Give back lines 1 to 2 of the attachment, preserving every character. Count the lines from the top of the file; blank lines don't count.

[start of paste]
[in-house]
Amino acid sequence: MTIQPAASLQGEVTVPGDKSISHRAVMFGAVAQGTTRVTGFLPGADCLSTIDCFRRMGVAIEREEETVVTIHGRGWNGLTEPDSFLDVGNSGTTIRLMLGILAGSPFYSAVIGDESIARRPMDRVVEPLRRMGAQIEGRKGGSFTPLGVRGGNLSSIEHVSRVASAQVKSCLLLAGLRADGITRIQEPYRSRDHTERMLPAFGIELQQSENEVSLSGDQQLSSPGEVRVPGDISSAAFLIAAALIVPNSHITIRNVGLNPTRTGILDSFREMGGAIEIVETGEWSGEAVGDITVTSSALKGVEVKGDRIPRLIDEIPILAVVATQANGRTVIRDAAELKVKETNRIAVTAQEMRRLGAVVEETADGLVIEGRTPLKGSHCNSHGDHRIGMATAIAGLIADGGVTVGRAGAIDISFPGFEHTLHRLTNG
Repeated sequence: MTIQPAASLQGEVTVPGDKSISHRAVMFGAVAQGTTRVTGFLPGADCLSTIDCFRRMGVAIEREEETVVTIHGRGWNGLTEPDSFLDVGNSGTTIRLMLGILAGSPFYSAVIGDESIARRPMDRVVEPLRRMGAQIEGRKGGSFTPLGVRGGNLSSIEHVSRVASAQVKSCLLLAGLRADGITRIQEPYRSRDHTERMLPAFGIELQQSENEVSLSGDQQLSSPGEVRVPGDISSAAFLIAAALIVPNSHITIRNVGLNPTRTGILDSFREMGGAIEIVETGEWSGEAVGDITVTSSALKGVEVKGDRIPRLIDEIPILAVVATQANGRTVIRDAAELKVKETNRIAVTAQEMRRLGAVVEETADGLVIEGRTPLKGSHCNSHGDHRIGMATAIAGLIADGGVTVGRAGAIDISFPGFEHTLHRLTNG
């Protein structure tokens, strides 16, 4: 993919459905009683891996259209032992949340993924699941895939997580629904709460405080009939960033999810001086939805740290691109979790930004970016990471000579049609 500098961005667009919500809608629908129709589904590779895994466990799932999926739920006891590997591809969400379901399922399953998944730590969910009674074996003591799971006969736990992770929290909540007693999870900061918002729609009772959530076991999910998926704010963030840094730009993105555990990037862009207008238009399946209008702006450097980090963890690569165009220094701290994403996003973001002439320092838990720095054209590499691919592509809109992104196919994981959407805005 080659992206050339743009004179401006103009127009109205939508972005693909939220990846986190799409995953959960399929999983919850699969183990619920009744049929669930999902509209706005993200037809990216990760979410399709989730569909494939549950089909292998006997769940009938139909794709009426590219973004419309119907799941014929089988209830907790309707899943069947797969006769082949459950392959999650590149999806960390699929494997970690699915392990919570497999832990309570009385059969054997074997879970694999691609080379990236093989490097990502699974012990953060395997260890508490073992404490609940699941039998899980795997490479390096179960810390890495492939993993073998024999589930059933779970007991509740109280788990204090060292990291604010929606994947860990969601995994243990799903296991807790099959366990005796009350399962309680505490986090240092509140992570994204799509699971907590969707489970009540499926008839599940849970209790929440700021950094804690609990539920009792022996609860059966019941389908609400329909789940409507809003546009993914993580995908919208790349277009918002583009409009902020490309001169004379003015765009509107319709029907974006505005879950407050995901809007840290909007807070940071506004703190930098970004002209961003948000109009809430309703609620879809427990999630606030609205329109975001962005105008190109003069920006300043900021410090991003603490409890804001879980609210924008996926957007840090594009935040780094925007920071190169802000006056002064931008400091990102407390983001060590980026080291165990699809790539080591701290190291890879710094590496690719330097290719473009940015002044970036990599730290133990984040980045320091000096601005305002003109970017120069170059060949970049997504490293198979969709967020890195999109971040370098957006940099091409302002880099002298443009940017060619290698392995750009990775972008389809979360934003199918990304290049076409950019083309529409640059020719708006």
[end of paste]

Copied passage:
[in-house]
Amino acid sequence: MTIQPAASLQGEVTVPGDKSISHRAVMFGAVAQGTTRVTGFLPGADCLSTIDCFRRMGVAIEREEETVVTIHGRGWNGLTEPDSFLDVGNSGTTIRLMLGILAGSPFYSAVIGDESIARRPMDRVVEPLRRMGAQIEGRKGGSFTPLGVRGGNLSSIEHVSRVASAQVKSCLLLAGLRADGITRIQEPYRSRDHTERMLPAFGIELQQSENEVSLSGDQQLSSPGEVRVPGDISSAAFLIAAALIVPNSHITIRNVGLNPTRTGILDSFREMGGAIEIVETGEWSGEAVGDITVTSSALKGVEVKGDRIPRLIDEIPILAVVATQANGRTVIRDAAELKVKETNRIAVTAQEMRRLGAVVEETADGLVIEGRTPLKGSHCNSHGDHRIGMATAIAGLIADGGVTVGRAGAIDISFPGFEHTLHRLTNG